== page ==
Saturday, March 20, 2010
Groundbreaking Legislator Eulogized at Capitol
By Dan Boyd
Journal Capitol Bureau
SANTA FE — David Salman fought to have mountain lions protected and once arranged to have one brought into the chambers of the New Mexico House of Representatives.
He sponsored New Mexico's nationally recognized public school funding equalization formula. He spearheaded the effort to have marijuana use legalized for relief of pain and suffering from debilitating illnesses.
But at his core, Salman was a Mora County rancher with a successful raspberry farm who just happened to have a keen mind for politics.
Salman, a Democrat who served in the House from 1969 to 1978, including eight years as majority leader, was remembered Friday in a memorial service in the Capitol rotunda as a politically fearless lawmaker.
"David fought hard for people," said former House Speaker Raymond Sanchez. "He knew how to get things done, and he worked hard at it."
Salman died on Feb. 28 at age 74. He was a key player in a loose-knit coalition of liberal and moderate Democrats — along with some Republicans — dubbed the Mama Lucy Gang that held sway in the House during the 1970s.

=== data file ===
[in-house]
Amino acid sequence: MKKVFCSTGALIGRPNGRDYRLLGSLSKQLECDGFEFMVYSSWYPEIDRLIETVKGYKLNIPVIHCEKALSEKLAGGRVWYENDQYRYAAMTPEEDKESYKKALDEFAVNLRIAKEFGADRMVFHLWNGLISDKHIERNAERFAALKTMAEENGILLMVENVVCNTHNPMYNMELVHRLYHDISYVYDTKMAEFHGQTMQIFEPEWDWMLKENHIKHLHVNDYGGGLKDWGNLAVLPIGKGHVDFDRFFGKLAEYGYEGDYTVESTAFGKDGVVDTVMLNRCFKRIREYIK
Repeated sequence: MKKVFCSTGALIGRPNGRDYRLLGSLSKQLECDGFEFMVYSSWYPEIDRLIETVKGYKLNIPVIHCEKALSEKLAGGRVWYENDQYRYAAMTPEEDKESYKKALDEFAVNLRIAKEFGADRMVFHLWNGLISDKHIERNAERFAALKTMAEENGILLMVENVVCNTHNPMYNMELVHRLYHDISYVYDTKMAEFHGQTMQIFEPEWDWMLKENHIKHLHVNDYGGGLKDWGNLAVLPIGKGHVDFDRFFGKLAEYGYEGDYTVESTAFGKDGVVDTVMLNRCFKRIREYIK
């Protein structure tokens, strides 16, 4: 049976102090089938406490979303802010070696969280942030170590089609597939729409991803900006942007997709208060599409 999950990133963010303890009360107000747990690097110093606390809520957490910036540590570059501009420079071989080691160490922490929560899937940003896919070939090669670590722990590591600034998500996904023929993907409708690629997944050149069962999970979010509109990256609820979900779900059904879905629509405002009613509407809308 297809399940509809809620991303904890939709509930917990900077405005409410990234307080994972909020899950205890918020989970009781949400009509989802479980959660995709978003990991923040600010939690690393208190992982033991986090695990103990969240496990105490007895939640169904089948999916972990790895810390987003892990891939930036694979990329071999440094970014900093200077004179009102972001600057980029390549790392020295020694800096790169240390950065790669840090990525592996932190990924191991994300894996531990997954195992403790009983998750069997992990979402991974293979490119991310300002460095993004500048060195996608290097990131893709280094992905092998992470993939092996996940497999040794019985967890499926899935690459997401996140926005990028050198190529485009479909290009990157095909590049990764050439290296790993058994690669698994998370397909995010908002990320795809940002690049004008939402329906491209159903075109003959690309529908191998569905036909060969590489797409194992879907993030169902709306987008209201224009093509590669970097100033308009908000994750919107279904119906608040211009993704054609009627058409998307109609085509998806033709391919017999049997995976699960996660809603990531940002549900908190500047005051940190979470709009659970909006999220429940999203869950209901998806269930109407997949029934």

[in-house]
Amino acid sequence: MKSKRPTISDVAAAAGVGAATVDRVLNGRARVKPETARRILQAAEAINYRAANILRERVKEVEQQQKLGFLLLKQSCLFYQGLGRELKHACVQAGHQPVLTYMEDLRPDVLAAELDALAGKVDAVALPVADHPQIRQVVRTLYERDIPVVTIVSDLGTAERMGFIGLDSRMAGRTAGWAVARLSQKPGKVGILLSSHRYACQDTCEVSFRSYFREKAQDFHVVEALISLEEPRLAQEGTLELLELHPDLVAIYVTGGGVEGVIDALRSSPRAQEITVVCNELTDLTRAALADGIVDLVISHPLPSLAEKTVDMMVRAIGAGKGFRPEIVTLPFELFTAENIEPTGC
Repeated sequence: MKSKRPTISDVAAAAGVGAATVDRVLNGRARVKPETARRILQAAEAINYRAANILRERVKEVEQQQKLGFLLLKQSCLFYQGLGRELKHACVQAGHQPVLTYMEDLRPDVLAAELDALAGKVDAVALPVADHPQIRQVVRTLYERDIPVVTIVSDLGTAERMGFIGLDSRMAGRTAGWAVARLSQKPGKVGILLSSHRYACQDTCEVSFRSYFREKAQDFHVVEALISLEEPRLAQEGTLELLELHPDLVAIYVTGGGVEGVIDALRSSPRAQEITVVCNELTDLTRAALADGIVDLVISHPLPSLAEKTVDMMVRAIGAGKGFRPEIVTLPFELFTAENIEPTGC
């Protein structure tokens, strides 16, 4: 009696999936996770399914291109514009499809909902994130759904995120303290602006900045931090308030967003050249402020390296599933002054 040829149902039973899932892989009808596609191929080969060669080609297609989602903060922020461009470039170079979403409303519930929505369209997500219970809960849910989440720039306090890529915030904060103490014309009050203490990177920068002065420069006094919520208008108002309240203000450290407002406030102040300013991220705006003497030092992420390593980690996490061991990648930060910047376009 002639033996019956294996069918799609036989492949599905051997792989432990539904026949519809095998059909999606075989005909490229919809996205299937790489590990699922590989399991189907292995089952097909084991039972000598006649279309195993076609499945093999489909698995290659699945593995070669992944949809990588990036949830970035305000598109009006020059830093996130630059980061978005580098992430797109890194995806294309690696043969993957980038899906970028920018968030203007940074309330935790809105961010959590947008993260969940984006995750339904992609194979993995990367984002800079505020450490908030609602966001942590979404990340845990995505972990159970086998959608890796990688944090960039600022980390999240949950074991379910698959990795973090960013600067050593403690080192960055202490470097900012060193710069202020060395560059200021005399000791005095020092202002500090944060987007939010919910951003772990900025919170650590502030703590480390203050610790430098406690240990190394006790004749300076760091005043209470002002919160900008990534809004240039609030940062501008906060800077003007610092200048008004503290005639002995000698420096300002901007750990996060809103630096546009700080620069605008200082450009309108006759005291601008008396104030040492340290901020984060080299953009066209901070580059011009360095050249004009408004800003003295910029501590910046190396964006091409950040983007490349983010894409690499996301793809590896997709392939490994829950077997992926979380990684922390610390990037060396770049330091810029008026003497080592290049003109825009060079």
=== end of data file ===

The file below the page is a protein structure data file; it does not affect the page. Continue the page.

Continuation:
Salman's political career was set back by a 1974 automobile accident that led to years of reconstructive surgery.
However, his ongoing influence in New Mexico was noted Friday by current New Mexico legislative leaders.
House Majority Leader W. Ken Martinez, D-Grants, whose father served in the Legislature with Salman, said severance taxes on finite natural resources and the public school equalization funding formula were among the forward-thinking measures Salman helped put in place.
"His contribution to New Mexico wasn't just while he was here," Martinez said. "It's generation to generation."
Other initiatives Salman helped steer through the Legislature included a higher minimum-wage law, bilingual education and creation of the International Space Hall of Fame in Alamogordo.
"He did a lot of good for so many people," said Sanchez, who presided over Friday's service.
About 150 people attended the memorial in the Rotunda, including Gov. Bill Richardson and a number of members of the Mama Lucy Gang, named for a Las Vegas, N.M., restaurant owner who befriended the lawmakers.